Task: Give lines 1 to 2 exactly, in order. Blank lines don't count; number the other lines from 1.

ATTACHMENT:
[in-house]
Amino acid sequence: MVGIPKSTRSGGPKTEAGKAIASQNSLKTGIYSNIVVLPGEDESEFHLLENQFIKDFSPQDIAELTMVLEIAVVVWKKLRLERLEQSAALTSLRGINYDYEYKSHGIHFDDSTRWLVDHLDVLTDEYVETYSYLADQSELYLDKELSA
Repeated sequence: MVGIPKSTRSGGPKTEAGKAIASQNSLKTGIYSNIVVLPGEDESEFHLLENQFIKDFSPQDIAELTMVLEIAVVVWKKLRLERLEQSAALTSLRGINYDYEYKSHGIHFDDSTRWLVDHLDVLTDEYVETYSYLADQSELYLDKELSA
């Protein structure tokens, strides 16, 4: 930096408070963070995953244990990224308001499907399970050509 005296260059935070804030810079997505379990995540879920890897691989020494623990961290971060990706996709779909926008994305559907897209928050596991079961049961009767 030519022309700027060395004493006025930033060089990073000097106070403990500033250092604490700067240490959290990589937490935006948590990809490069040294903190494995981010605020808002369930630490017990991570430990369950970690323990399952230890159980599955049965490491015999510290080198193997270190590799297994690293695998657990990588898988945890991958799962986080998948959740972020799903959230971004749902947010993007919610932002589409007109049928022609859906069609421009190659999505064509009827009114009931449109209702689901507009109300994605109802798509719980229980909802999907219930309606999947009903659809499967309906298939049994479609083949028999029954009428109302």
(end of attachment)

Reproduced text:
[in-house]
Amino acid sequence: MVGIPKSTRSGGPKTEAGKAIASQNSLKTGIYSNIVVLPGEDESEFHLLENQFIKDFSPQDIAELTMVLEIAVVVWKKLRLERLEQSAALTSLRGINYDYEYKSHGIHFDDSTRWLVDHLDVLTDEYVETYSYLADQSELYLDKELSA